Dear Congressperson,

We call on you to support the International Violence Against Women Act (I-VAWA), a groundbreaking piece of legislation that would incorporate and make consistent efforts to reduce violence against women and girls in U.S. foreign assistance programs.

Violence against women is a major cause of poverty and a huge barrier to women's economic opportunity - it can keep women from getting an education, working, and earning the income they need to lift their families out of poverty. Moreover, research has shown that giving women in poor countries economic opportunity empowers them to escape and prevent violent situations. In Kerala, India, for example, a study showed that only 7 percent of women who owned property suffered from physical violence, compared to 49 percent of women with no property. The United Nations Development Fund for Women estimates that one in three women around the world will be beaten or abused in her lifetime. If the U.S. wants its efforts to reduce poverty to be as effective as possible, this has got to stop.

By promoting women's economic opportunity, addressing violence against girls in school, encouraging legal reform, working to change public attitudes, and supporting health programs and survivor services, especially in crisis situations, the I-VAWA could have a huge impact on improving the effectiveness of our foreign assistance programs and reducing poverty.

Women in poor countries already face enough barriers to lifting their families out of poverty. Violence should not be one of them. Please join us in supporting women's opportunity worldwide by supporting the International Violence Against Women Act.
Patricia Burkhardt, Church Women United


Sam Cook, "New Resolution Tackles Sexual Violence in Conflict," Peace and Freedom: Magazine of the Women's International League for Peace and Freedom (Fall 2008). Article discusses 2 resolutions actually: 2000: Security Council Resolution 1325, and 2008: Security Council Resolution 1820. 1325 explains how ending violence against women requires a multidimensional response from many actors, of which the Security Council is one. See also the 2006 Secretary General's Study on Violence Against Women. SC Resolution 1820, the "new resolution" of the title, focuses on sexual violence. Also read in this no. of P&F "U.S. Global Duty: To Deter Violence Against Women" by Tzili Mor, supporting the International Violence Against Women Act and the Convention on Elimination of All Forms of Discrimination Against Women (CEDAW). Go to: Contact our Arkansas congressional delegation. (Members of OMNI will want to be familiar with the WILPF, founded in 1915 by Emily Balch and Jane Addams to unite women worldwide in opposition to oppression and exploitation.) (Dick)

BOOKS (these are some of the books on women published in late 1980s and 1990s in OMNI's library)

--Bart, Pauline and Eileen Moran, eds. Violence Against Women: The Bloody Footprints. Sage, 1993.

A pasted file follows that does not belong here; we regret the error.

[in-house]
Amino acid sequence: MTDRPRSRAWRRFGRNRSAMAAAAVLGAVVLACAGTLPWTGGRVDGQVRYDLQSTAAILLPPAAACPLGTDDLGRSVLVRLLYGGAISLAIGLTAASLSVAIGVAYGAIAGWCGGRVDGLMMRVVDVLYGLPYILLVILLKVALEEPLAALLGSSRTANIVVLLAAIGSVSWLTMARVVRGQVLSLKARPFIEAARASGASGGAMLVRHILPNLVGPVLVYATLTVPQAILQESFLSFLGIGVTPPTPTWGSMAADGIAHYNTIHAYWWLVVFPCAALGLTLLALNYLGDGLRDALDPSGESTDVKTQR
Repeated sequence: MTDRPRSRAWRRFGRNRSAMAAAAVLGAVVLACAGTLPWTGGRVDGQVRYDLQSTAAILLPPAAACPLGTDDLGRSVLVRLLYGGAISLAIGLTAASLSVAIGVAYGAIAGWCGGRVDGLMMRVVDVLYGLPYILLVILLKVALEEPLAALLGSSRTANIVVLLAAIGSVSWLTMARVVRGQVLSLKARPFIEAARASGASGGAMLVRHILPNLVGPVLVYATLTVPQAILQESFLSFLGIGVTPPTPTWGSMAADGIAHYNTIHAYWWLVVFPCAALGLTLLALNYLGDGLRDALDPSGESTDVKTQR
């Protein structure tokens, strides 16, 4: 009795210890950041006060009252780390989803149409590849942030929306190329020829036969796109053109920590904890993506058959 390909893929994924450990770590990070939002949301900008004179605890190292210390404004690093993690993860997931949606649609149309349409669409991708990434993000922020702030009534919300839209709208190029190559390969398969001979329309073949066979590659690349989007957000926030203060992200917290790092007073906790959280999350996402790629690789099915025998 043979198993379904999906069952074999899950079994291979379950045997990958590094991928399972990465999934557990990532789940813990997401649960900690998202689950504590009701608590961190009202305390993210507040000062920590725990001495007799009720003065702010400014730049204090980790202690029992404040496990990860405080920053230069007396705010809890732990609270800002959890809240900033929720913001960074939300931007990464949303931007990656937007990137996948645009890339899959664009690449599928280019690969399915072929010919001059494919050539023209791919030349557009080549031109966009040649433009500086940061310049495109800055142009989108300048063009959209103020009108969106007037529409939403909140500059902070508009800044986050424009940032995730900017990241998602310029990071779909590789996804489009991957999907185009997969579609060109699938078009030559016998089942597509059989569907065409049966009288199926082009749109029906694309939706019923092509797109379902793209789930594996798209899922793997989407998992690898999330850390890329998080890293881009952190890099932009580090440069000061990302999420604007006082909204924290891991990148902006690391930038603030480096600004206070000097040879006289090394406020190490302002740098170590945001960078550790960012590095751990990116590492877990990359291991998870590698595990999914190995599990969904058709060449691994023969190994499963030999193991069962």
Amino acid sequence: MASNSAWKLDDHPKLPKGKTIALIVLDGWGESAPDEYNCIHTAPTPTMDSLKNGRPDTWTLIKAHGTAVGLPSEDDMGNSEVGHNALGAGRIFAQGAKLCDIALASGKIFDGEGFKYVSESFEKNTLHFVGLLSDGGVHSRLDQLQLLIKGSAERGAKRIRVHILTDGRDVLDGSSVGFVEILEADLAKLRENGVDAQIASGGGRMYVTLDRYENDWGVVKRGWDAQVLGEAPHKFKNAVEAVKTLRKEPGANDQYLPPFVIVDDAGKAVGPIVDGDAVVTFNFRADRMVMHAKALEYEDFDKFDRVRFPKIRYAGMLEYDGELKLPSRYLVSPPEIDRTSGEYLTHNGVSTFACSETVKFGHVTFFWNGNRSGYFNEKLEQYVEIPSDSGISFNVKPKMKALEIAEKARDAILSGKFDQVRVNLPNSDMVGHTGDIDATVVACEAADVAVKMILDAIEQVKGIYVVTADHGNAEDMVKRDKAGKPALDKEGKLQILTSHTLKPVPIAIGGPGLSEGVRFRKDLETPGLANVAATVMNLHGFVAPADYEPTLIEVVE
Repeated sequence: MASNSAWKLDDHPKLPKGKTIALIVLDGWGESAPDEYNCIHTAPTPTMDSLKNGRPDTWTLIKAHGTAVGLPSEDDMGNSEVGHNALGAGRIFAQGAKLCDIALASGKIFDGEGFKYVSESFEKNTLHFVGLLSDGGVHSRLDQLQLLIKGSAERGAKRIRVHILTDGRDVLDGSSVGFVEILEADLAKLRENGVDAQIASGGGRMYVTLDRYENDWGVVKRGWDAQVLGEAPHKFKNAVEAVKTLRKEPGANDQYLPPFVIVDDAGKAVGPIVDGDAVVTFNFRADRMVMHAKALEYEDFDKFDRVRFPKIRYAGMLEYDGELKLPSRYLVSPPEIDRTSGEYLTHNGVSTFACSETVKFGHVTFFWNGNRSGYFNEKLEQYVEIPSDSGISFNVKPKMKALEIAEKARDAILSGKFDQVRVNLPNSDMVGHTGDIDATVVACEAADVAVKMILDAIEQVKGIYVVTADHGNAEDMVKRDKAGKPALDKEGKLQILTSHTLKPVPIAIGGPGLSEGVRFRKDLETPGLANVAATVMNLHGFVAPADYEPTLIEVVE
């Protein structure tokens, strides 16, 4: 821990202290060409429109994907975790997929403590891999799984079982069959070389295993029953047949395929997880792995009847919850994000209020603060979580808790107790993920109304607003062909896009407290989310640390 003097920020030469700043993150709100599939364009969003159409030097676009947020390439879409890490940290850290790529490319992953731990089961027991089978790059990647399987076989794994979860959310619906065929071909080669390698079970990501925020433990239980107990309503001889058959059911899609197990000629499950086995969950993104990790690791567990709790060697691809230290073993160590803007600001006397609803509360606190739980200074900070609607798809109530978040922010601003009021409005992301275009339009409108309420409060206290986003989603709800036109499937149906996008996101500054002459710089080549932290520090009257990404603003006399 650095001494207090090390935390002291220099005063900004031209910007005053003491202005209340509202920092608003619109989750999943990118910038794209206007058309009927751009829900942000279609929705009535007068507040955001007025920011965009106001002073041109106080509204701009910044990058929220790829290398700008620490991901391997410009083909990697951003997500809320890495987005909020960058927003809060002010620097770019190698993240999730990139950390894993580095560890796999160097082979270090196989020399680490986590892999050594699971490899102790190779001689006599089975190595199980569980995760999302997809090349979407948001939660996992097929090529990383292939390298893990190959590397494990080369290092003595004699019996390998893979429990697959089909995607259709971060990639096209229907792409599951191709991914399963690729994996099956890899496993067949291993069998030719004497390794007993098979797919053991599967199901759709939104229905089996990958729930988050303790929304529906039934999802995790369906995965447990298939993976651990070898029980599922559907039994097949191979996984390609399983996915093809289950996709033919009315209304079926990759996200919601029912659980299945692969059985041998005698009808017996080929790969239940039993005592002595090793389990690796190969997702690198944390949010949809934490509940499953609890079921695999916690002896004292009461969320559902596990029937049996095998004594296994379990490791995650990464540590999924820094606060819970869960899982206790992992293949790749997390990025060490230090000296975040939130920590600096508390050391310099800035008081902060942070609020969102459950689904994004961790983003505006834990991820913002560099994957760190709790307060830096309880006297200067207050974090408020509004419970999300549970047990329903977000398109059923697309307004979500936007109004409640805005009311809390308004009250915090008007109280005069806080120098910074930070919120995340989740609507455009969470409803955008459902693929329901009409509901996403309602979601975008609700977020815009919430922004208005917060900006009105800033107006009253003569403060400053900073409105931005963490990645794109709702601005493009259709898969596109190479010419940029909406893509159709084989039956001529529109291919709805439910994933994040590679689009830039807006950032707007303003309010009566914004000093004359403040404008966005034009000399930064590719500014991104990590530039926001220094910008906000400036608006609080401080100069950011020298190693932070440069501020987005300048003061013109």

--Bergen, Raquel. Wife Rape: Understanding the Response of Survivors and Service Providers. Sage, 1996.

--Coburn, Jennifer. Take Back Your Power: A Working Woman's Response to Sexual Harassment. ISM P, 1995.

--Del Mar, David. What Trouble I Have Seen: A History of Violence Against Wives. Harvard UP, 1996.

--Edleson, Jeffrey and Zvi Eisikovits, eds. Future Interventions with Battered Women and Their Families. Sage, 1996.

--French, Marilyn. The War Against Women. Summit Books, 1992.

--Gillespie, Cynthia. Justifiable Homicide: Battered Women, Self-Defense, and the Law. Ohio State UP, 1989.

--Katz, Montana and Veronica Vieland. Get Smart! What You Should Know (but won't learn in class) about Sexual Harassment and Sex Discrimination. Feminist P, CUNY, 1993.

--Loseke, Donileeen. The Battered Woman and Shelters: The Social Construction of Wife Abuse. SUNY, 1992.

--McBride, James. War, Battering, and Other Sports: The Gulf Between Men and Women. Humanities P, 1995.

--Meyers, Marian. News Coverage of Violence Against Women. Sage, 1997.

--Nelson, Mariah. The Stronger Women Get, The More Men Love Football; Sexism and the American Culture of Sports. Harcourt Brace, 1994.

--Paludi, Michele, ed. Ivory Power: Sexual Harassment on Campus. Suny, 1997.

--Skaine, Rosemarie. Power and Gender: Issues in Sexual Dominance and Harassment. McFarland, 1996.

--Stark, Evan and Anne Flitcraft. Women at Risk: Domestic Violence and Women's Health. Sage, 1996.

--Stockdale, Margaret, ed. Sexual Harassment in the Workplace. Sage, 1996.

--Thorne-Finch, Ron. Ending the Silence: The Origins and Treatment of Male Violence against Women. U of Toronto P, 1992.

--Walker, Lenore. Terrifying Love: Why Battered Women Kill and How Society Responds. Harper & Row, 1989.

--Wall, Edmund, ed. Sexual Harassment. Prometheus, 1992.

--Whalen, Mollie. Counseling to End Violence Against Women: A Subversive Model. Sage, 1996.

OMNI SEEKS A WORLD FREE OF VIOLENCE AND THE THREAT OF WAR, A SOCIETY WITH LIBERTY AND JUSTICE FOR ALL, A COMMUNITY WHERE EVERY PERSON'S POTENTIAL MAY BE FULFILLED, AN EARTH RESTORED. GRASSROOTS NONVIOLENCE, WORLD PEACE, HUMAN RIGHTS, CIVIL LIBERTIES, SOCIAL and ECONOMIC JUSTICE, ENVIRONMENTAL STEWARDSHIP PROTECTING SPECIES AND THE EARTH. These are some of OMNI's ideals. Read our brochure and our newsletters, attend our Steering Committee, become an active member of one or more of our committees, participate in our dozens of activities to see how these broad goals for building a Community of Peace are realized in action. There is nothing vague about Building a Community of Peace.

Dick Bennett